page 881, DeMali et al. show how sites of cell adhesion specifically attract actin-polymerizing proteins, thus linking adhesion to protrusion.
Adhesion and actin polymerization are coordinated by an interaction between proteins essential for both. DeMali et al. identified an association between vinculin, a protein found in focal complexes, and the Arp2/3 actin nucleation and remodeling complex. Induction of lamellipodial formation (e.g., by EGF) or integrin clustering (e.g., by fibronectin) stimulated the binding of vinculin to Arp2/3. The strongest association required signaling effects downstream of PI3K, including Rac1-induced activation of Arp2/3 and a PIP2-induced conformational change in vinculin.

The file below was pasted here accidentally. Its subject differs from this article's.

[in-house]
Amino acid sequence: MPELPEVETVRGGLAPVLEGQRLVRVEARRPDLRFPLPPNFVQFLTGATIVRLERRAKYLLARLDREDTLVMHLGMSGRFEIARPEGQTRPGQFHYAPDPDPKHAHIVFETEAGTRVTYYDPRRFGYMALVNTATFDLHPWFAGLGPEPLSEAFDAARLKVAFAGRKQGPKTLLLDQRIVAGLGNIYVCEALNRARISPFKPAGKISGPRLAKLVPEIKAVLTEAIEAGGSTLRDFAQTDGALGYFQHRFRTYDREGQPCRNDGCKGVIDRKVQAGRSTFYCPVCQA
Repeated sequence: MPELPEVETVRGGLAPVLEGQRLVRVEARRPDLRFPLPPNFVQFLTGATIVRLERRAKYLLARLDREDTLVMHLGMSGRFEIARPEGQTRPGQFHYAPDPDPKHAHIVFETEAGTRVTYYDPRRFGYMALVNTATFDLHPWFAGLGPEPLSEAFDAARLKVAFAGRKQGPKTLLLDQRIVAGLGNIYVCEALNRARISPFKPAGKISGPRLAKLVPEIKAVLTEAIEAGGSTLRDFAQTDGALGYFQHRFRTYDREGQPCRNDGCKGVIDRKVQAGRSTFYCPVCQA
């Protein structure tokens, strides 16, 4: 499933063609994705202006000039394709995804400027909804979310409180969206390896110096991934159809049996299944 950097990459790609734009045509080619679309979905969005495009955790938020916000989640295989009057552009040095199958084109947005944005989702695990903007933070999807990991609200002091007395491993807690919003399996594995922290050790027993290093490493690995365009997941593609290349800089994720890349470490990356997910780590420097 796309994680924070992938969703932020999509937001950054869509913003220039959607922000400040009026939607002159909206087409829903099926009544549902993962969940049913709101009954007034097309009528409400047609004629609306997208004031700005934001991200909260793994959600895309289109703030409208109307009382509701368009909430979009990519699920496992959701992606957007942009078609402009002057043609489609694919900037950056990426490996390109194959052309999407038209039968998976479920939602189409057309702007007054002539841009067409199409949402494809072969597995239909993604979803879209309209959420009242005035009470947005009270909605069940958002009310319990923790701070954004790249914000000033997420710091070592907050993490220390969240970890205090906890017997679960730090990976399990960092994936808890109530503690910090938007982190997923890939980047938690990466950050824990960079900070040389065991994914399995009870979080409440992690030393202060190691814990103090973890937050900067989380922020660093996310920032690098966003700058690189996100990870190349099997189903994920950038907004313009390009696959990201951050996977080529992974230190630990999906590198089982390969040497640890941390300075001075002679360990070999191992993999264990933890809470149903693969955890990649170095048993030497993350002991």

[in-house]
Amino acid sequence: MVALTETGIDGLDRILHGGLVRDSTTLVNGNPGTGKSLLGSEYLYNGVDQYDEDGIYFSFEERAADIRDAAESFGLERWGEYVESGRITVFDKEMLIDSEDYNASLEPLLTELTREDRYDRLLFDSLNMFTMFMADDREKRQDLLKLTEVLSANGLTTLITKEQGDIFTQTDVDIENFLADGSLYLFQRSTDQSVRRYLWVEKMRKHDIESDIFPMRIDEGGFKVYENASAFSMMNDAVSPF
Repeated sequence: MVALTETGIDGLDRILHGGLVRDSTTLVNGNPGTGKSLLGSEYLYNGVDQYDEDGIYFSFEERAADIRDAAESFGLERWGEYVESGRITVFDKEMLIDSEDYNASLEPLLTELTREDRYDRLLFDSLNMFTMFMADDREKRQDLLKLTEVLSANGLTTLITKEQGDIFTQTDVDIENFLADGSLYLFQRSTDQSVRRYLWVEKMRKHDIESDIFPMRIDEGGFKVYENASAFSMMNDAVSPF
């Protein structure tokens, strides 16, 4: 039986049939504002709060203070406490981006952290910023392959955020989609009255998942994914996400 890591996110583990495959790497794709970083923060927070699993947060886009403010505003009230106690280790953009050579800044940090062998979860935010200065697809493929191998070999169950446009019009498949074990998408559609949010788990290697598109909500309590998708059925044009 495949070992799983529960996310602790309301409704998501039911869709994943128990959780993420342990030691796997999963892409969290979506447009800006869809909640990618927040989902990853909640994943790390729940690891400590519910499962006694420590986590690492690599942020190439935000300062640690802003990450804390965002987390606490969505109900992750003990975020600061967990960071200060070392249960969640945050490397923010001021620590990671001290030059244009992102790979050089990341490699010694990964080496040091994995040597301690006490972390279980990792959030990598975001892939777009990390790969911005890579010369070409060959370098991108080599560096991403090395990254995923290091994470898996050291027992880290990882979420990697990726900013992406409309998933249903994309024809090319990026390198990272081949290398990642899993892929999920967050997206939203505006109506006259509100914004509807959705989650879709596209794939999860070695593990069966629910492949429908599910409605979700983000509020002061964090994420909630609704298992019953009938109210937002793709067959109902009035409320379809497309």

Binding recruited Arp2/3 to focal complexes at the leading edge of migrating cells. This recruitment might ensure that components of the focal complex are hooked to the cytoskeleton, which should help in the maturation of focal complexes into focal adhesions. Cell spreading and lamellipodial formation were diminished in cells that expressed a mutant version of vinculin that does not bind to Arp2/3.
The Arp2/3 complex was not found in mature adhesions, where the actin linkages were fully formed. The Arp2/3 complex binding site on vinculin is in a region used by several other proteins, including VASP, that might displace Arp2/3 in mature adhesions. The transient nature of the Arp2/3 association with vinculin should help concentrate new actin polymerization only at the newest adhesions, and might explain why the interaction had not been detected previously. ▪